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August 13, 2018 | Patti Mulligan

A researcher holds a canola sample at the headquarters of Calyxt in Roseville, Minn., on July 12. Credits: Tim Gruber; Washington Post

A researcher holds a canola sample at the headquarters of Calyxt in Roseville, Minn., on July 12. Credits: Tim Gruber; Washington Post

By: Caitlin Dewey, AUGUST 11, 2018

Excerpt:

The risks of an off-target edit

But even as gene editing accelerates, some consumer and environmental groups have begun to fear that the field has outpaced regulators. Advocates and critics alike agree that the 30-year-old legal framework for vetting genetically modified crops has failed to keep pace with innovations such as CRISPR and ­TALENs.

Under current rules, the Agriculture Department does not require field tests or environmental assessments for many of these crops, the way it does for most conventional genetically modified organisms. That’s because most of the gene-edited crops to date, such as Calyxt’s soybean, do not contain foreign genetic material and were not made using the bacteria or viruses that scientists employed in the first-generation GMOs. The agency has said its authority extends only to those methods, because it’s charged with protecting plants from infections and pests. In late July, Europe’s top court came to the opposite conclusion, ruling that gene-edited crops should adhere to the same strict regulations as genetically modified organisms.

The Food and Drug Administration, meanwhile, does monitor the food safety and nutrition of gene-edited foods — but only if the food-maker requests a consultation. Calyxt has made no such request, according to the FDA. The agency is evaluating whether gene-edited foods carry additional safety risks.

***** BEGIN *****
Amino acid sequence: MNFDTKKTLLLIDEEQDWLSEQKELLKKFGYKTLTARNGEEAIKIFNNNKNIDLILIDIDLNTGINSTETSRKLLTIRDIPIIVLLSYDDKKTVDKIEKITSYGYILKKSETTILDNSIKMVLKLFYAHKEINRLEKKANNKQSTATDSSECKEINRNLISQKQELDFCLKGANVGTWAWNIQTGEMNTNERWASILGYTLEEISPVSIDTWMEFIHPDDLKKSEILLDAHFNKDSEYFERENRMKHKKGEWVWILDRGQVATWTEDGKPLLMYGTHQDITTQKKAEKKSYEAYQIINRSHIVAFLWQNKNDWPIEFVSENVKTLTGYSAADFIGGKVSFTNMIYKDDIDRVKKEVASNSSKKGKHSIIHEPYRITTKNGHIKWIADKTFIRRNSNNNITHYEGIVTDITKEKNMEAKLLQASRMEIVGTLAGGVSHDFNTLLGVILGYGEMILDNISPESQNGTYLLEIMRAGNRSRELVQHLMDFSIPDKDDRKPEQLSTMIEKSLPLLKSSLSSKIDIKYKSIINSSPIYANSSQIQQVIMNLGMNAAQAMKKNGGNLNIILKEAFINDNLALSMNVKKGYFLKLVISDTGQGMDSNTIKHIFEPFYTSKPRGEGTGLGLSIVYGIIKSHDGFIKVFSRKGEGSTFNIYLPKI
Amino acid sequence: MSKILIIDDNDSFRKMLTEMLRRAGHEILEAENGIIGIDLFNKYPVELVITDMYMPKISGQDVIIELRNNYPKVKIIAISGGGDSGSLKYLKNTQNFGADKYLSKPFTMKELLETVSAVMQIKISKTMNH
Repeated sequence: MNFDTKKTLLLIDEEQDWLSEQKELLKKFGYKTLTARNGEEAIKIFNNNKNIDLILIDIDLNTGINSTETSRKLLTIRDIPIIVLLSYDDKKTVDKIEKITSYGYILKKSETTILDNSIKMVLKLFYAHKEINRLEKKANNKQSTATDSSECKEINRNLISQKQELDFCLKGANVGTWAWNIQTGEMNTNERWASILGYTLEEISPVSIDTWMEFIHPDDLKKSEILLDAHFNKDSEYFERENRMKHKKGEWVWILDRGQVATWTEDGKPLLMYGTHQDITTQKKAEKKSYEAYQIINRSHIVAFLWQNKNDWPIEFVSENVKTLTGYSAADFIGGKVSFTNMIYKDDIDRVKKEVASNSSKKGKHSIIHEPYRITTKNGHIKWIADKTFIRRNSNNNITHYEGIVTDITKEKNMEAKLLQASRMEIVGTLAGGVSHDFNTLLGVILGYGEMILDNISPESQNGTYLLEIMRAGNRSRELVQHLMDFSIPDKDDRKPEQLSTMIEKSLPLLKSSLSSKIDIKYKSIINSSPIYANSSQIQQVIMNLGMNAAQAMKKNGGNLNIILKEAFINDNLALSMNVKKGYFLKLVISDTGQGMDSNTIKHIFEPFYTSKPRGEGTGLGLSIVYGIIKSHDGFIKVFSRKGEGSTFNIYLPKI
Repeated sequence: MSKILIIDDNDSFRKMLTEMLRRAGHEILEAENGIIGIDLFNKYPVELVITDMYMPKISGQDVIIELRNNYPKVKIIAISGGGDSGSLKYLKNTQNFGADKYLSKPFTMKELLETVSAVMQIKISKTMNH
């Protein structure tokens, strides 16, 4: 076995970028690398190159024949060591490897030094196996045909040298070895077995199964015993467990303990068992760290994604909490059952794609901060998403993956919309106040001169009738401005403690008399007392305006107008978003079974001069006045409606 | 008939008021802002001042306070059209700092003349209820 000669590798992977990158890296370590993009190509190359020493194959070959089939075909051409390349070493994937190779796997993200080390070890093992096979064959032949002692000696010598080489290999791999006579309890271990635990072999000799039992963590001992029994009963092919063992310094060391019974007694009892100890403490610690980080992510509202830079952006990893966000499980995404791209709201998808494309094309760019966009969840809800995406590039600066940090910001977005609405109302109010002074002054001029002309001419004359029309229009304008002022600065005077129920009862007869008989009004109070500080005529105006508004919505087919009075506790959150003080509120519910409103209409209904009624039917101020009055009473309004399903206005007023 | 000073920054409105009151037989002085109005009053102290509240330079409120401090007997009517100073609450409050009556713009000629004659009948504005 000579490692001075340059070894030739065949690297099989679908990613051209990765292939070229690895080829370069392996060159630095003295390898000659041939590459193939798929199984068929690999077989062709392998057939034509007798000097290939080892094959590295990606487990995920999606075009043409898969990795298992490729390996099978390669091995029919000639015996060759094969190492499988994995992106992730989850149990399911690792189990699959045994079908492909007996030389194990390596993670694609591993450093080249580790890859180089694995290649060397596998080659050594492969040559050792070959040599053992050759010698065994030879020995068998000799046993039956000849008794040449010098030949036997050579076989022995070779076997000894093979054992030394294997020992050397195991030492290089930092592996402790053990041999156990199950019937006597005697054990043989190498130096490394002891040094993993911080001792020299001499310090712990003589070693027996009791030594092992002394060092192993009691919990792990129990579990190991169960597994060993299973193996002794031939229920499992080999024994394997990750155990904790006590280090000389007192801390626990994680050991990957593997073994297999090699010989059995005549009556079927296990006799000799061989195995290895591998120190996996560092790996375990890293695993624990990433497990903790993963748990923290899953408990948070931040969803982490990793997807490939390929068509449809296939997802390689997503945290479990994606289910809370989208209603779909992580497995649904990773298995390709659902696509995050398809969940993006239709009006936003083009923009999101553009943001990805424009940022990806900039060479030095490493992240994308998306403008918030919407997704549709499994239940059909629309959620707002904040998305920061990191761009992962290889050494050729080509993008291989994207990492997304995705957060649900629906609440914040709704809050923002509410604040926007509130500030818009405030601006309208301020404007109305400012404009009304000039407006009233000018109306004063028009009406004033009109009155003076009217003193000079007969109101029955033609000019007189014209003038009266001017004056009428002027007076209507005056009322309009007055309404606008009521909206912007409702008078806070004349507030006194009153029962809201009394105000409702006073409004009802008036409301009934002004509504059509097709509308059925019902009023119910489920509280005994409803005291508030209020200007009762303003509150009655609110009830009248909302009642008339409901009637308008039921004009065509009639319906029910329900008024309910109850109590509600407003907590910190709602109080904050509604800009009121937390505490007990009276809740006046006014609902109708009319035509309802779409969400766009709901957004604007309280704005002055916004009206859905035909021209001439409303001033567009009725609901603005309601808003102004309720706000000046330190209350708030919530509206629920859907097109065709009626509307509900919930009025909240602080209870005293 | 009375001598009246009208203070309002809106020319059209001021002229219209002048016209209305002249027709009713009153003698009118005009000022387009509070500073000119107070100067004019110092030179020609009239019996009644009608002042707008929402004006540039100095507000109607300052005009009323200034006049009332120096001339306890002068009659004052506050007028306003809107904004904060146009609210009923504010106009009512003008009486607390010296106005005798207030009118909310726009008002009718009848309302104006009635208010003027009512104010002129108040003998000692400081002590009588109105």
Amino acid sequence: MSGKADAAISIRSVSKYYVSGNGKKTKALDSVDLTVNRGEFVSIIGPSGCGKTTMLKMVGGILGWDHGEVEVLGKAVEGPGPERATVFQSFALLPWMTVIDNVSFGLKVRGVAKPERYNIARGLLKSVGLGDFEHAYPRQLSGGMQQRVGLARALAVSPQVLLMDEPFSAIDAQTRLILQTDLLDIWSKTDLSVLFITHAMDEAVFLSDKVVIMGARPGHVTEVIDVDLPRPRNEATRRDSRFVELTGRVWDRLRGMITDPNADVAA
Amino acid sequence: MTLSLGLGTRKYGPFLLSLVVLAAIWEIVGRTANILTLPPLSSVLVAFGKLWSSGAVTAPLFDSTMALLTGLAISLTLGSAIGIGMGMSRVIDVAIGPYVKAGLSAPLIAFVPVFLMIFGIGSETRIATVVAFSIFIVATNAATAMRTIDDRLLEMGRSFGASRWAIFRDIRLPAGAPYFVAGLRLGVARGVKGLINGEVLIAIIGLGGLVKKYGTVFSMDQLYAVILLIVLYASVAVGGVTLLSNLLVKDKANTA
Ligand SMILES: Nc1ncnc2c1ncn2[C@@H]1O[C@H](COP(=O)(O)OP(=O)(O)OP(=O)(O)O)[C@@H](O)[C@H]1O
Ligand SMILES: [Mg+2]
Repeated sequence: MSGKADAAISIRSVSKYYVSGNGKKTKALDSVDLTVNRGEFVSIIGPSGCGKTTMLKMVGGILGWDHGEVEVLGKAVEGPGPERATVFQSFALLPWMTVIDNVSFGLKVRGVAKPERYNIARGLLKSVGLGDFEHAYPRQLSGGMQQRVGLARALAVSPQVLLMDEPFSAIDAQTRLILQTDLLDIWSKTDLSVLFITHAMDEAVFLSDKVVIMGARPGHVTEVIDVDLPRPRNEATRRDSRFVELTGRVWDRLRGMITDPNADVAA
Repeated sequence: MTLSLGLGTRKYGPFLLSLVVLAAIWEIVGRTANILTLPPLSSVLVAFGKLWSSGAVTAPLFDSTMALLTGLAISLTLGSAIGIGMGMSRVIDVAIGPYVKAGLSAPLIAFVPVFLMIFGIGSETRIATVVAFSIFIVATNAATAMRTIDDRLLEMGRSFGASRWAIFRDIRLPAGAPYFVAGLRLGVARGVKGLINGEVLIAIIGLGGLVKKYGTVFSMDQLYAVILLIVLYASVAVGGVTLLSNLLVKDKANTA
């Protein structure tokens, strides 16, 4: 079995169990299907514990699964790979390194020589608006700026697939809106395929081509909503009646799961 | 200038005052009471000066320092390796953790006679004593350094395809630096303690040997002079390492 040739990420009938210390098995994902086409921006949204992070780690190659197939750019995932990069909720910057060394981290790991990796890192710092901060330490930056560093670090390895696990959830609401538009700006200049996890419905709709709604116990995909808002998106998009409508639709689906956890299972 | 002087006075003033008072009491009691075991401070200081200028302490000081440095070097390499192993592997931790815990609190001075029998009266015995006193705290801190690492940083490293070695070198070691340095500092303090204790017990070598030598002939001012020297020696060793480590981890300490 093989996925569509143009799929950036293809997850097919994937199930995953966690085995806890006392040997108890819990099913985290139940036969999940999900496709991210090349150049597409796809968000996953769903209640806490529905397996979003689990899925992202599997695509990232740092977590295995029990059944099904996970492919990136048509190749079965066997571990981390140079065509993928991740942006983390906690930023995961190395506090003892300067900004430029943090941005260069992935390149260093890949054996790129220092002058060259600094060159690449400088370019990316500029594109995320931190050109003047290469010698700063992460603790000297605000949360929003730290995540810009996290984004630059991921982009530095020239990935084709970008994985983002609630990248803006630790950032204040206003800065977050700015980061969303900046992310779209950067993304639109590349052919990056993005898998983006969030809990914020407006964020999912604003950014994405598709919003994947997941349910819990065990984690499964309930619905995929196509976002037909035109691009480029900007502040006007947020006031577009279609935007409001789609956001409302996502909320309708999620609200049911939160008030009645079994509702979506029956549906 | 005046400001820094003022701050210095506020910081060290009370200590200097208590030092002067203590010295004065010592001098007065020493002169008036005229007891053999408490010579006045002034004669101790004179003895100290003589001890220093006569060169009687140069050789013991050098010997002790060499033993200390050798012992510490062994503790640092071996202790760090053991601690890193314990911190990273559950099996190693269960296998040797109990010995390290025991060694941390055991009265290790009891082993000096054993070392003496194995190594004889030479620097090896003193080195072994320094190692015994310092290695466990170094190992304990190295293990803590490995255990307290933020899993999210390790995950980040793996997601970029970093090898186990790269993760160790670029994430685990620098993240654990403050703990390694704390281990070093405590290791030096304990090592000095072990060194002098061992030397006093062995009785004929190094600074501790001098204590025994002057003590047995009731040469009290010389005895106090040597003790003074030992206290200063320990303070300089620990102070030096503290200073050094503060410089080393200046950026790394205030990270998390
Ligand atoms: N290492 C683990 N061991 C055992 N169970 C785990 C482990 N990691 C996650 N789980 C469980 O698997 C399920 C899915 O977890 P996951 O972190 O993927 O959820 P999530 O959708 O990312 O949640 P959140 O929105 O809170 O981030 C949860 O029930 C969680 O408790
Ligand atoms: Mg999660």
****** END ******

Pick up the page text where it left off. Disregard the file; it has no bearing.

Such evaluations are needed, said Jennifer Kuzma, a professor of genetic engineering and society at North Carolina State University, to reassure consumers that gene-edited food is safe. Of particular concern is a type of genetic glitch called an off-target edit, or an inadvertent change to a plant’s DNA.

These glitches occur both in the lab and in nature but rarely escape breeders’ notice, said Jeff Wolt, a recently retired professor of agronomy and toxicology at Iowa State University. If they did, however, the effects could prove dramatic: preventing growth, introducing allergens and toxins, or exposing the plant to disease. Plant researchers learned this the hard way in the late 1960s, when they developed a better frying potato that also inflicted severe nausea on anyone who ate it.

“We need a mandatory regulatory process: not just for scientific reasons, but for consumer and public confidence,” Kuzma said. “I think the vast majority of gene-edited foods are going to be as safe as their conventionally bred counterparts. But I don’t buy into the argument that’s true all the time for every crop.”

Read the full article at The Washington Post

 

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